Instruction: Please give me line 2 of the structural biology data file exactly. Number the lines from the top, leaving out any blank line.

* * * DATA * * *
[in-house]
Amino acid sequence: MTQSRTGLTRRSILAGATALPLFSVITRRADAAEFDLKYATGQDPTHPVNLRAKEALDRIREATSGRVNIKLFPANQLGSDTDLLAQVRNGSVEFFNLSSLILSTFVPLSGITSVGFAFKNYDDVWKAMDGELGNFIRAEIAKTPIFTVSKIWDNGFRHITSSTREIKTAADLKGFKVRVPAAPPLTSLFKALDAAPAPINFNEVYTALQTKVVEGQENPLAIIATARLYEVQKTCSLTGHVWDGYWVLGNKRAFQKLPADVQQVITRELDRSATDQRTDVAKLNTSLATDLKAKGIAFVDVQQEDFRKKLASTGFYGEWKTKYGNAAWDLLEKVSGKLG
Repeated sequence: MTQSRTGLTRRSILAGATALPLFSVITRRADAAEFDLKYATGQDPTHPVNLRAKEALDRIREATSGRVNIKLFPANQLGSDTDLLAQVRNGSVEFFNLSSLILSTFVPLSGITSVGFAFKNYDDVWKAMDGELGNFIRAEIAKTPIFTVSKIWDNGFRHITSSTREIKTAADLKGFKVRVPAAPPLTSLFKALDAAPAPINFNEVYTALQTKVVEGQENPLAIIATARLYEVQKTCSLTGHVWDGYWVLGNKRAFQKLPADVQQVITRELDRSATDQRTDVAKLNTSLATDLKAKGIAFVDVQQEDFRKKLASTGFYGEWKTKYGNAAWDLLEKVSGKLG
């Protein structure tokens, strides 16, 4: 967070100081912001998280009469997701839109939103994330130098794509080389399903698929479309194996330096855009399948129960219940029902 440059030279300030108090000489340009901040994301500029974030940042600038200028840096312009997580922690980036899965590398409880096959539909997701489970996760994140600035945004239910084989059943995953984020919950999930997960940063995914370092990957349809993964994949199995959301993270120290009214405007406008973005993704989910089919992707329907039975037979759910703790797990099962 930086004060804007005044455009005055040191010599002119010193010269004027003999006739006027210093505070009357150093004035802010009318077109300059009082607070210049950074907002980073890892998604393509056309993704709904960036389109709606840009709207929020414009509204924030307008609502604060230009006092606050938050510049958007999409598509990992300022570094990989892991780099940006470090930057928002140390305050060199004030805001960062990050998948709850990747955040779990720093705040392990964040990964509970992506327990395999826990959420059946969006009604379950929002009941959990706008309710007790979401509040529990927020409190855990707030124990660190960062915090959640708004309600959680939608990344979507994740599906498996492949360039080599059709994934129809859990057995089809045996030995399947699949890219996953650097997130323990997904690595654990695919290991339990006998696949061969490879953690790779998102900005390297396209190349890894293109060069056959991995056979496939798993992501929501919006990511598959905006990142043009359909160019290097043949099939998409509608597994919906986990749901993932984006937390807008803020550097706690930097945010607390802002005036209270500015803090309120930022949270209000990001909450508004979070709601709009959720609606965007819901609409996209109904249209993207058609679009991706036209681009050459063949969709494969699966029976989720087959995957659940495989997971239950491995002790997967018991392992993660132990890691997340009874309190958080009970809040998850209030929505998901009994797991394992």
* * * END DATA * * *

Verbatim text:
Amino acid sequence: MTQSRTGLTRRSILAGATALPLFSVITRRADAAEFDLKYATGQDPTHPVNLRAKEALDRIREATSGRVNIKLFPANQLGSDTDLLAQVRNGSVEFFNLSSLILSTFVPLSGITSVGFAFKNYDDVWKAMDGELGNFIRAEIAKTPIFTVSKIWDNGFRHITSSTREIKTAADLKGFKVRVPAAPPLTSLFKALDAAPAPINFNEVYTALQTKVVEGQENPLAIIATARLYEVQKTCSLTGHVWDGYWVLGNKRAFQKLPADVQQVITRELDRSATDQRTDVAKLNTSLATDLKAKGIAFVDVQQEDFRKKLASTGFYGEWKTKYGNAAWDLLEKVSGKLG